Summary of Services Provided by the BEST Program in 2015-2016

  • With a budget of $98,000, 619 families with 1,178 children, were served through BEST between July 1, 2015 and June 30, 2016. These families are counted only once, when first referred, no matter how many times they make requests.
  • Together, these 619 families made 1,959 requests for services, and we were able to fill 95% of these requests. The lowest fulfillment rate was for formula, where we met only 72% of requests; for all other supplies and referrals we came close to 100% of requests met.
  • Diapers were most requested, by 527 families (we distributed over 63,000 diapers)
  • 478 families received baby clothes
  • 200 children received holiday gifts, provided by AEMT members and agencies who “adopted” the children
  • 156 families were enrolled in NJ Family Care (health insurance)
  • 145 parents attended our workshops on how to apply for family health insurance and nutrition programs.
  • 140 received car seats
  • Families saved a total of $67,500, with an average of $109 per family.

In the past five years, we have served over 3,350 families through BEST, ranging by year from 596 families (2013-2014) to 785 families (2011-2012).

Full details of our BEST accomplishments are described in our BEST Annual Report for 2015-2016.

Who the BEST Program Served in 2015-2016

Our client-families are predominantly headed by women, though almost 40% live in families with both parents present (because they are married or living together). Over 70% of our clients are Hispanic, with 54% of all parents speaking Spanish only, and 64% reside in New Brunswick; 29% in other Middlesex County communities (others come from beyond the County).

Parents' ages range from 12 year old mothers to grandmothers raising their children’s babies.  However the younger parents are only in the single digits, while 70% are between 21 and 35 years old, with the largest proportion (28%) between 30 and 35 years old.

Families are referred to us very early in the babies' lives: 34% during the mother's pregnancy, another 39% within the first six months of birth. 45% of the 619 families had just one child; another 29% had two, and the last 26% had three or more. (We try to focus on new mothers with one child, but there are many others referred to us in great need.)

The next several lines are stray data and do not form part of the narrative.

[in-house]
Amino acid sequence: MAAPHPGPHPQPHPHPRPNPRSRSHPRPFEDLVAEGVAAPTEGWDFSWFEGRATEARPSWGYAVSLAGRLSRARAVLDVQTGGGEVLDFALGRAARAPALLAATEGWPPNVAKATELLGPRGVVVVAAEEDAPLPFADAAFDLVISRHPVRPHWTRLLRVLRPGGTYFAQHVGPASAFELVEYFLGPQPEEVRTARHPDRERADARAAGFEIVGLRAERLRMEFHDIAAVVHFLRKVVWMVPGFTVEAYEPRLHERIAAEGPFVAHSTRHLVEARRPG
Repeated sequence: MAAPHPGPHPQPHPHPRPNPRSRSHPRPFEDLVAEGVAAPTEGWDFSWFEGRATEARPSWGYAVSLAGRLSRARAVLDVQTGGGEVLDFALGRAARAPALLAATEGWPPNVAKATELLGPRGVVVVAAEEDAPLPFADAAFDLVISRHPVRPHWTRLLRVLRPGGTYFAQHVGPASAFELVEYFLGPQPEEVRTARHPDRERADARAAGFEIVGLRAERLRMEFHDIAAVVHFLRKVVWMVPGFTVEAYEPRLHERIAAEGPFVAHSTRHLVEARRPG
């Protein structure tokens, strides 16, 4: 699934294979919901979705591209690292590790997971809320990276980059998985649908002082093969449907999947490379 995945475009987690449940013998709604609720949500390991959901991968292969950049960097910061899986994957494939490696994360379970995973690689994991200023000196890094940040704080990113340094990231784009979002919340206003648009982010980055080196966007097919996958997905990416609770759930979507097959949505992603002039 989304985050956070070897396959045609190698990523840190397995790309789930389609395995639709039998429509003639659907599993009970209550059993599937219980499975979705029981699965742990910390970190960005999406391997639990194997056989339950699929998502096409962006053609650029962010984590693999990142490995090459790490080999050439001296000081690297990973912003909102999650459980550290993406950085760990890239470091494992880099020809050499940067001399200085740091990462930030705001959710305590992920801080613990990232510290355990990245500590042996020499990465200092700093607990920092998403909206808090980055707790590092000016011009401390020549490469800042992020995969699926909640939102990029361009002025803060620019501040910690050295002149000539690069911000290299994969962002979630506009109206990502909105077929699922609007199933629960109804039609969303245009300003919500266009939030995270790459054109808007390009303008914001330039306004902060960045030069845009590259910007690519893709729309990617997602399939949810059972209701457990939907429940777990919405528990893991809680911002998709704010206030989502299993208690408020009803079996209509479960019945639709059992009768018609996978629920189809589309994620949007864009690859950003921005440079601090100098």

Almost 90% of the families earn less than $20,000, no matter what their family size. (According to a Middlesex County study, a single adult would need an income of over $26,500 to sustain a modest life. All our families have at least two people, mother and child.) Despite these meager incomes, over 31% of our clients do not have any public assistance. One of our targets is to improve health and nutrition, and by year's end 70% had some form of health insurance, and 56% had access to WIC or SNAP (Women, Infants and Children Federal Nutrition Program; Supplemental Nutrition Assistance Program.)  This last, access to nutritional aid, was a troubling drop from the 71% of our clients who were able to enroll in it last year. Our application rate has not changed; the eligibility requirements have been raised.

This is a challenging time for our programs, as it is for many others serving those with very low incomes. Less funding is available, and it is harder to obtain. Our thanks to all who donate time, supplies, and funding to help these families most in need.

For complete information about our BEST clients, please see our BEST Annual Report for 2015-2016.

Matching a Donated Electric Wheelchair with a Young Man in Great Need

A few months ago the AECDC staff received a call from a distressed mother. Her son, 20 years old, had been in a serious car accident, and was ending rehab services, getting ready to be released. Unfortunately, he had suffered a severe injury that caused multiple fractures of his spinal cord, and he will be paralyzed for the rest of his life.
Our Program Director, Norka Torres, visited the son and his mother in the rehab center to assess what he was going to need when he was discharged.  She then made several referrals, including to a psychiatrist to help the son cope with his new limited, life situation.
The AECDC was able to help directly by providing the electric wheelchair that would enable the mother to care for her son.  As is our current practice, we did this through a phone match from a donor who had called us to offer such a specialized chair that was no longer in use.  Working with our NJ Youth Corps volunteers, we were able to pick up the wheelchair from the donor and bring it to the mother’s house.
When her son is finally able to return home, a major issue his care is now addressed.
Our HELP (Health Equipment Loan Program) is entering its 17th year of service to the Middlesex County community.  We serve individuals and families of all ages who cannot afford such equipment, or do not have insurance that covers it.  In spite of growing limits in our AECDC storage space and staff time, we are working to continue this valuable durable medical by making such matches.  Please let us know if you have such equipment to donate:  732-296-9922; This email address is being protected from spambots. You need JavaScript enabled to view it..

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